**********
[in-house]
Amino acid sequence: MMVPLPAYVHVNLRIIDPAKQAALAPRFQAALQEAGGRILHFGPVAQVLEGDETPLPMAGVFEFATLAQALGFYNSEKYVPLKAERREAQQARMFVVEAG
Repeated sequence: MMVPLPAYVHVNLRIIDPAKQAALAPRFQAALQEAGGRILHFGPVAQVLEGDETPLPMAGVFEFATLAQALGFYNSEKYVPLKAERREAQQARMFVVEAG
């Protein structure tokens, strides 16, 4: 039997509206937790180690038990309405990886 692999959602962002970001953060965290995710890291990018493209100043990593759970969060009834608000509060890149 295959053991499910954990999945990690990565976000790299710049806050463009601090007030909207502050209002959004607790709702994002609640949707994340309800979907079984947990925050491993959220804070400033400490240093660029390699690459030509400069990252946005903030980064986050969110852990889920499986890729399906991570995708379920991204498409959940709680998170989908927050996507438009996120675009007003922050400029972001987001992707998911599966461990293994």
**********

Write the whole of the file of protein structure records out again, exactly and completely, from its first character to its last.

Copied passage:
[in-house]
Amino acid sequence: MMVPLPAYVHVNLRIIDPAKQAALAPRFQAALQEAGGRILHFGPVAQVLEGDETPLPMAGVFEFATLAQALGFYNSEKYVPLKAERREAQQARMFVVEAG
Repeated sequence: MMVPLPAYVHVNLRIIDPAKQAALAPRFQAALQEAGGRILHFGPVAQVLEGDETPLPMAGVFEFATLAQALGFYNSEKYVPLKAERREAQQARMFVVEAG
């Protein structure tokens, strides 16, 4: 039997509206937790180690038990309405990886 692999959602962002970001953060965290995710890291990018493209100043990593759970969060009834608000509060890149 295959053991499910954990999945990690990565976000790299710049806050463009601090007030909207502050209002959004607790709702994002609640949707994340309800979907079984947990925050491993959220804070400033400490240093660029390699690459030509400069990252946005903030980064986050969110852990889920499986890729399906991570995708379920991204498409959940709680998170989908927050996507438009996120675009007003922050400029972001987001992707998911599966461990293994």